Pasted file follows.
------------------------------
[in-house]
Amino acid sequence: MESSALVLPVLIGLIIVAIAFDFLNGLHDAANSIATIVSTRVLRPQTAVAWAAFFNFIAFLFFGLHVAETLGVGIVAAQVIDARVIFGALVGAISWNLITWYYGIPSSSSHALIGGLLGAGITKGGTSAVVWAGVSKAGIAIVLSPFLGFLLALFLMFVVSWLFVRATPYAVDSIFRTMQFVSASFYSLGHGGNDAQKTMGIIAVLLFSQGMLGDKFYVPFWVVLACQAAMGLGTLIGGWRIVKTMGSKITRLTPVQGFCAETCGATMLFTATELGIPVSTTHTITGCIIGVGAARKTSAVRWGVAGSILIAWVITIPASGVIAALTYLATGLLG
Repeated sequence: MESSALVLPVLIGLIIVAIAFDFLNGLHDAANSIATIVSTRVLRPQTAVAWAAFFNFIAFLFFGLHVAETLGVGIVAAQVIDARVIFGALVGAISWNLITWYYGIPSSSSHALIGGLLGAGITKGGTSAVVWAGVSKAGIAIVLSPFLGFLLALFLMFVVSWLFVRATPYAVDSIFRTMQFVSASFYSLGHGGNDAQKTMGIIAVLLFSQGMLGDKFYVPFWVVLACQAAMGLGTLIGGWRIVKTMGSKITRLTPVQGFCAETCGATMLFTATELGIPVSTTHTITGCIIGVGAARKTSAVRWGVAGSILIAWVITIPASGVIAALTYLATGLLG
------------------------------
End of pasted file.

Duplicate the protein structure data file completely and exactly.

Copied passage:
[in-house]
Amino acid sequence: MESSALVLPVLIGLIIVAIAFDFLNGLHDAANSIATIVSTRVLRPQTAVAWAAFFNFIAFLFFGLHVAETLGVGIVAAQVIDARVIFGALVGAISWNLITWYYGIPSSSSHALIGGLLGAGITKGGTSAVVWAGVSKAGIAIVLSPFLGFLLALFLMFVVSWLFVRATPYAVDSIFRTMQFVSASFYSLGHGGNDAQKTMGIIAVLLFSQGMLGDKFYVPFWVVLACQAAMGLGTLIGGWRIVKTMGSKITRLTPVQGFCAETCGATMLFTATELGIPVSTTHTITGCIIGVGAARKTSAVRWGVAGSILIAWVITIPASGVIAALTYLATGLLG
Repeated sequence: MESSALVLPVLIGLIIVAIAFDFLNGLHDAANSIATIVSTRVLRPQTAVAWAAFFNFIAFLFFGLHVAETLGVGIVAAQVIDARVIFGALVGAISWNLITWYYGIPSSSSHALIGGLLGAGITKGGTSAVVWAGVSKAGIAIVLSPFLGFLLALFLMFVVSWLFVRATPYAVDSIFRTMQFVSASFYSLGHGGNDAQKTMGIIAVLLFSQGMLGDKFYVPFWVVLACQAAMGLGTLIGGWRIVKTMGSKITRLTPVQGFCAETCGATMLFTATELGIPVSTTHTITGCIIGVGAARKTSAVRWGVAGSILIAWVITIPASGVIAALTYLATGLLG